Cancer Control Research5R21CA158954-02
Redd, William H.
TREATING CANCER-RELATED FATIGUE THROUGH SYSTEMATIC BRIGHT WHITE LIGHT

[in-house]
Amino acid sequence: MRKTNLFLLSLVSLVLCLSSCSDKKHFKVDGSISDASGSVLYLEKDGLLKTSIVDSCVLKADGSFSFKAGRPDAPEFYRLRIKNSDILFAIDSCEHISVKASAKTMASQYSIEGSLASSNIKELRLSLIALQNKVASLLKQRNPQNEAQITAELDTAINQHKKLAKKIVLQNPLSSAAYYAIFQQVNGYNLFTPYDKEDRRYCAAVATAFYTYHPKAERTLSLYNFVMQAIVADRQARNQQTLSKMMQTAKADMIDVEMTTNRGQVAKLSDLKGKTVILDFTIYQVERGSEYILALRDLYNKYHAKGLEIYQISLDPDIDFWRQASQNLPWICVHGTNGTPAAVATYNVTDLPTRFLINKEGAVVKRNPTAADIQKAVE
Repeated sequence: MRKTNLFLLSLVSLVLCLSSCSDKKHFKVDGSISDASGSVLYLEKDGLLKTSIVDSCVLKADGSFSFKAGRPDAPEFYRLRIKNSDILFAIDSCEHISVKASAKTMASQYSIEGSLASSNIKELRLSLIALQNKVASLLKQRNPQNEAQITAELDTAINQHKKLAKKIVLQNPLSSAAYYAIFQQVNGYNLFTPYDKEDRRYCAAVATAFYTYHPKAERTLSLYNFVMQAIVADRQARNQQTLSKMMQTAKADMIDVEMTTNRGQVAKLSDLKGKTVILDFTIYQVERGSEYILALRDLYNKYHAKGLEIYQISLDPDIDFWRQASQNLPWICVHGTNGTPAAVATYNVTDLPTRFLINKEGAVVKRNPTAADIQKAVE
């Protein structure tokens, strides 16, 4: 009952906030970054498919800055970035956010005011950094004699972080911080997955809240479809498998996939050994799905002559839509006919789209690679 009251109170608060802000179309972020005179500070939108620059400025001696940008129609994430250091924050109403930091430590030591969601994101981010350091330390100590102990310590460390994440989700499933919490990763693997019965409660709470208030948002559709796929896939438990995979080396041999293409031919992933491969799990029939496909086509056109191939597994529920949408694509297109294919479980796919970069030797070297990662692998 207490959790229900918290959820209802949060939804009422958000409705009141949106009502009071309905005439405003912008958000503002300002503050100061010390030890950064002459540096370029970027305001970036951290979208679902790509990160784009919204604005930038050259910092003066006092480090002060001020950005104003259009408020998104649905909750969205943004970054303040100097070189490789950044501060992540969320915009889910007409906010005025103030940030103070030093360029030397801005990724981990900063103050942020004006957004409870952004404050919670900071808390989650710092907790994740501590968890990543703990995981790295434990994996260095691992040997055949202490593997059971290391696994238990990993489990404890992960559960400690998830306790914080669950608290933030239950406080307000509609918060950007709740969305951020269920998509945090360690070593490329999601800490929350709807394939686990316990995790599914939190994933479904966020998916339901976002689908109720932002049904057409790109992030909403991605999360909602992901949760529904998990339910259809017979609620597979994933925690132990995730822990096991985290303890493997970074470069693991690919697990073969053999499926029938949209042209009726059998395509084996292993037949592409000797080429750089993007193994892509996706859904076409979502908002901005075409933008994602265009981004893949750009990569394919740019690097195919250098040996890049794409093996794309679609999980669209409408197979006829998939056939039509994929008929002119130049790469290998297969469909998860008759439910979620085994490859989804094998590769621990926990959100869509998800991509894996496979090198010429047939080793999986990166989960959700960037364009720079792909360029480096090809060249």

DESCRIPTION (provided by applicant): Cancer related fatigue (CRF), defined by the National Comprehensive Cancer Network as "a distressing, persistent, subjective sense of physical, emotional, and cognitive tiredness or exhaustion related to cancer or cancer treatment that is not proportional to recent activity," can severely interfere with activities of daily living, physical capacity, and ability to work. There are even reports of fatigue being a factor in patient requests for hastened death. CRF can represent a serious clinical problem after all treatment has ended. In our research with cancer survivors 1 to 3 years after completion of hematopoietic stem cell transplant (HSCT), 40% of those we interviewed reported that CRF was a major obstacle to the resumption of usual activities. Despite its impact on quality of life, CRF is under-reported, under-diagnosed, and under- treated. There is no widely accepted CRF intervention that has demonstrated clinical efficacy. A variety of pharmacologic agents have been studied to treat CRF; most notably psychostimulants, antidepressants, and corticosteroids. But there is not sufficient evidence to recommend the use of any of the currently available pharmacologic agents. A number of non-pharmacologic strategies have been tested. The most promising are exercise and cognitive-behavior therapy (CBT). Results from two randomized clinical trials suggest that exercise and CBT are equal in overall efficacy, but with only moderate effects. Indeed, at this time there is no "gold standard" treatment for CRF. One promising new intervention for CRF is "bright white light" (BWL --- systematic daily 30-minute exposure to bright white light from a commercially available "lightbox") treatment. In a small randomized controlled clinical trial, BWL was protective against increases in sleep disturbances, mood symptoms and fatigue across cycles of chemotherapy. We want to investigate BWL to control CRF in 1 to 3 year survivors of HSCT for three reasons. First, CRF is a major problem for a large proportion of survivors (40%). Second, BWL may be more acceptable to survivors than CBT or exercise because BWL is less physically demanding and can be carried out at home. Third, BWL is likely to be less expensive since it can be implemented by phone, requiring less professional and patient time and effort than that required for exercise and CBT. The feasibility of the proposed research is assured by the fact that we have identified a group of 150 HSCT survivors who report clinically significant levels of CRF and who have provided informed consent to participate in further research. Specific Aims: 1) Develop and pilot test a BWL exposure intervention with HSCT survivors suffering from CRF to assess the impact on fatigue, sleep quality, and quality of life using objective and subjective measures; 2) To investigate the possible mediating effects of depression on fatigue; and 3) Assess the feasibility and acceptability of BWL as an intervention for CRF in cancer survivors.